Small businesses are the backbone of the Canadian economy. That’s not just a statement used by politicians in campaign speeches. It’s also something that the people believe in and hold dear.
A report published by the Business Development Bank of Canada mentioned that Canadians prefer to purchase products or contract services offered by local businesses. Not only that, but some are even willing to pay more for them. Moreover, these local products are also highly appreciated internationally, making it easier for businesses like IT companies in Winnipeg to sell their products abroad.
But let’s stay within the country borders for the moment. Yes, marketing yourself as a Canadian, local business can help boost your sales or increase your profile, but it’s not to say that just slapping the Canadian flag on your product will do the trick. There’s a nuance to it.
Here are a few helpful tips on how you can brand your small business:
1. Have a Clear Mission
Canadians appreciate the businesses that stand for something more than those that are just looking to make a buck. Be careful, though: your company’s mission isn’t the same thing as its goal. For example, your goal may be to turn your startup into a large company with headquarters across the country. But your mission could be to enable access to better educational programs if you are a company that sells online courses, for example.
Find a cause that is relevant to your profile and show your customers a different side of your business. For instance, people appreciate a brand that is environmentally-friendly, or cruelty-free, so if your company is one of those things, it’s something to tell your customers. The same goes for issues related to local, regional or national interests.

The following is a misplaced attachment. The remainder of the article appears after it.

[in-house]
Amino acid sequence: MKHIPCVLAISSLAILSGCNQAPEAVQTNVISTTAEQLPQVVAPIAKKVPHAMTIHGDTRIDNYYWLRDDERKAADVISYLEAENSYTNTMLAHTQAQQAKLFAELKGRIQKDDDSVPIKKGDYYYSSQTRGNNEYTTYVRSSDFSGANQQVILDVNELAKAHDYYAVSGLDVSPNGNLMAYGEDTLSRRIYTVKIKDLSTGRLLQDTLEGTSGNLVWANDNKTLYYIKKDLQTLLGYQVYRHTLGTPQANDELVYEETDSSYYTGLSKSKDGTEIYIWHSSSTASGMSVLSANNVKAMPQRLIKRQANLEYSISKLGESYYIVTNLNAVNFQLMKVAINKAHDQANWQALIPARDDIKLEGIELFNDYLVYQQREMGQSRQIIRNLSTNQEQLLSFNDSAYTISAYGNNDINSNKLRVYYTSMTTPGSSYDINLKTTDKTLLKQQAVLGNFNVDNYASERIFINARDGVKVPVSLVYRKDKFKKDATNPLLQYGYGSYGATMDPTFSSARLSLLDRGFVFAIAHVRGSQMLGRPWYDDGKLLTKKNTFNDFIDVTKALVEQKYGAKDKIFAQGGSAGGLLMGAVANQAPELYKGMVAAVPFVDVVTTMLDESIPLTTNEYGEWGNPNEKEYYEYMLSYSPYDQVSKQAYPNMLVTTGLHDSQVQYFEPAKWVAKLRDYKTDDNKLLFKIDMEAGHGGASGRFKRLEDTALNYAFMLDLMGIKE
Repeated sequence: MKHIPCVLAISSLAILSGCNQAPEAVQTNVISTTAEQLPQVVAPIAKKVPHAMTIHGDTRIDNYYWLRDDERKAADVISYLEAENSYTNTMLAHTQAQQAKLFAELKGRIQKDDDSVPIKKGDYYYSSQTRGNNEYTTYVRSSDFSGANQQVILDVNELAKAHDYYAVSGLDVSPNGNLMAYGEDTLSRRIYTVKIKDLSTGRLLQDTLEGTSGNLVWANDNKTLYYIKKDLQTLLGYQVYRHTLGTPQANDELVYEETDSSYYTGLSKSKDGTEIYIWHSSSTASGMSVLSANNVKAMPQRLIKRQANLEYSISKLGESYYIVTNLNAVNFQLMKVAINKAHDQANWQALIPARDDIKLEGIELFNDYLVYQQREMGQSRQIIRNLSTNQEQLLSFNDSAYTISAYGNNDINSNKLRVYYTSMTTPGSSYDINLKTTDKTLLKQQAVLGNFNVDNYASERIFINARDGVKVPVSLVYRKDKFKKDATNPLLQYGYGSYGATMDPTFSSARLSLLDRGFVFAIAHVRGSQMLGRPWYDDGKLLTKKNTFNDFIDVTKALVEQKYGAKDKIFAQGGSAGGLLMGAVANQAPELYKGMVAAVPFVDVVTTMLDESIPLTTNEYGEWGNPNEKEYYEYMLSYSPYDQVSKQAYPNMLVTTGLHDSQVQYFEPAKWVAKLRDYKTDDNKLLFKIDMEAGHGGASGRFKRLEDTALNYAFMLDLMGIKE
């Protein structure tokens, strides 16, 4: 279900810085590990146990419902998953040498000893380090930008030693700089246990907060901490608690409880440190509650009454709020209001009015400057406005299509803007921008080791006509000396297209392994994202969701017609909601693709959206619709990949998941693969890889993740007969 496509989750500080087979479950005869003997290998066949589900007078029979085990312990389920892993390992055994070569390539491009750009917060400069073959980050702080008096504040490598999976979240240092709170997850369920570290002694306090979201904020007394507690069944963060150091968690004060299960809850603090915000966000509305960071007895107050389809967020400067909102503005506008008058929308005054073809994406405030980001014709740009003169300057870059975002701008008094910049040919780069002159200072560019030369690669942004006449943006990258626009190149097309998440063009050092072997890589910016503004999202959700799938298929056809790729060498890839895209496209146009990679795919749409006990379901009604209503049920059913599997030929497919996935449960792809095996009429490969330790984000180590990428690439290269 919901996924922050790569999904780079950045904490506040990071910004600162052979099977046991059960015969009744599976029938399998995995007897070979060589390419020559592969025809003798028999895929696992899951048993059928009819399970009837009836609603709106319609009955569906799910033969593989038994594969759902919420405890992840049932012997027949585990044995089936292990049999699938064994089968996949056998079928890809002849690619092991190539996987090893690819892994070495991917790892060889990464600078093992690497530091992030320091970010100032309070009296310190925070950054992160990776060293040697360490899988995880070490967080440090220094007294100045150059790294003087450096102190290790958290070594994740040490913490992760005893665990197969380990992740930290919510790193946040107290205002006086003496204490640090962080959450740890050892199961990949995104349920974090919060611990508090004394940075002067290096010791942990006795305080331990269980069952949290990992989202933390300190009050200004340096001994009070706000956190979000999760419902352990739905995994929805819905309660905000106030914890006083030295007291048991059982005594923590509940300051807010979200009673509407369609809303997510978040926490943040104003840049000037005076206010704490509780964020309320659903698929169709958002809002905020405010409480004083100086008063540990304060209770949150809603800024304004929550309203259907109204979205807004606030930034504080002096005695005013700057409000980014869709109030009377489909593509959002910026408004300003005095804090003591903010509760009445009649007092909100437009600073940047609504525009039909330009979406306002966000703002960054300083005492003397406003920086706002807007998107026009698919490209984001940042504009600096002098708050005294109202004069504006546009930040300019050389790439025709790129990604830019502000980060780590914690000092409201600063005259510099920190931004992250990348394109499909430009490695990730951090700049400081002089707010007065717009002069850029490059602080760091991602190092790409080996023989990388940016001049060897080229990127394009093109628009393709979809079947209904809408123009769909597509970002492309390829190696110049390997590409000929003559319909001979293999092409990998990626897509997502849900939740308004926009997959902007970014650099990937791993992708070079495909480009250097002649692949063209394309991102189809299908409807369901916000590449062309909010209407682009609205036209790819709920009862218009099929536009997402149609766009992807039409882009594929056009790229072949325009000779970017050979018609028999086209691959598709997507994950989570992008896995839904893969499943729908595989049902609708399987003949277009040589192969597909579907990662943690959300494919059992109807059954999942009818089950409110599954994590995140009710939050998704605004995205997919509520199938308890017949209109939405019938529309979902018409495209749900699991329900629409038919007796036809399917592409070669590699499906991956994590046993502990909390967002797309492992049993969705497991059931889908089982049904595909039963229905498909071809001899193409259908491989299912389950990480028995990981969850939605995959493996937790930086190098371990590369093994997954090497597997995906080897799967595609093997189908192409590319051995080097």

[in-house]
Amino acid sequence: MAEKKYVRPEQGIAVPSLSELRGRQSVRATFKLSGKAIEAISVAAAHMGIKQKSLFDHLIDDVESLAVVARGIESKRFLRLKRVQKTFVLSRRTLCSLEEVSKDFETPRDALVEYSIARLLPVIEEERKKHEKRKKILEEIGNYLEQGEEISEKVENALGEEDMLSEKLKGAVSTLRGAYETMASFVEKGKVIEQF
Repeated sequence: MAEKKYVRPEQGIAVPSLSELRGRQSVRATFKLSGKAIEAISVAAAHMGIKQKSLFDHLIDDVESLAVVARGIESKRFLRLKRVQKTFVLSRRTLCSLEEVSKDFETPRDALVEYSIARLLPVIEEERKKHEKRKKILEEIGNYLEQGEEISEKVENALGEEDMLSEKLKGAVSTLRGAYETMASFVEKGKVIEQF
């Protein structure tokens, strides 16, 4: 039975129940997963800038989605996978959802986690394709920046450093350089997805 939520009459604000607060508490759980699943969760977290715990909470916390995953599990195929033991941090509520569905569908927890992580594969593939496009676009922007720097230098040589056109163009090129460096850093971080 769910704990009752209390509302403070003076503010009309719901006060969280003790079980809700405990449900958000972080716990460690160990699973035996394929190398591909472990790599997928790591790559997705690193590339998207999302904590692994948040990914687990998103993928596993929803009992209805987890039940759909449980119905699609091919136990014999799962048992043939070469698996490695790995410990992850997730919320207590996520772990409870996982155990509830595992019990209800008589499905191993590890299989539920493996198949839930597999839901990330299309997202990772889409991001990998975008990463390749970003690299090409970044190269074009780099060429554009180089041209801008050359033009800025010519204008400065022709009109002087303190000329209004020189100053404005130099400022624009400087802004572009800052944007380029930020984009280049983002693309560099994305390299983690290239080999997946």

2. Get Active
Presuming you’ve locked down the business’ mission, you can take it a step further and get actively involved. Consumers, especially millennials, appreciate corporate social responsibility (CSR) campaigns as long as they are sincere and have a positive impact on the community.
It doesn’t matter if you create an online campaign or offline one. These actions can help shape the way in which the public perceives your company. Being known as that business that gives back to the community is not a bad badge to wear around.
If you can’t find the time to organize a full-on campaign, even smaller gestures such as sponsoring the local sports team or giving something for free to those in need can help establish your local brand.
Just remember that although you are also doing it to boost your profile, the most important thing here is to be sincere. You genuinely need to make a positive contribution to the community. Doing it just to promote yourself will make you look insincere and, frankly, any customer can smell that from a mile away.
3. Highlight Your Local Quality
If you’re a local business selling locally-made products, then that’s a strength, one you should be marketing. Put it on the package, turn it into a slogan, or use it as a tagline for promotional prints – just make sure it’s out there. For instance, if you have a restaurant that only gets its ingredients from local farmers, then you can spin that in one of two ways: your food is healthier because it stays away from processed ingredients, and it’s Canadian.
People particularly like supporting the local economy, and they’d rather buy from small businesses than multinational entities. In a way, it’s like giving back to the community and making sure local companies have a place in the Canadian market.
A Final Word
While it’s certainly helpful to promote yourself as a local brand, it’s vital not to go overboard. Being “too Canadian” won’t do you much good – people will most likely tell it’s just a branding scheme.
Instead, think of the real value you add to the local market and work from there. Don’t just spin things to make it seem like you fit the category. Even if you’re not a 100% local store, you can still market yourself as one by getting involved in the community.
The post Made in Canada: How to Brand Your Small Business for Success appeared first on Home Business Magazine.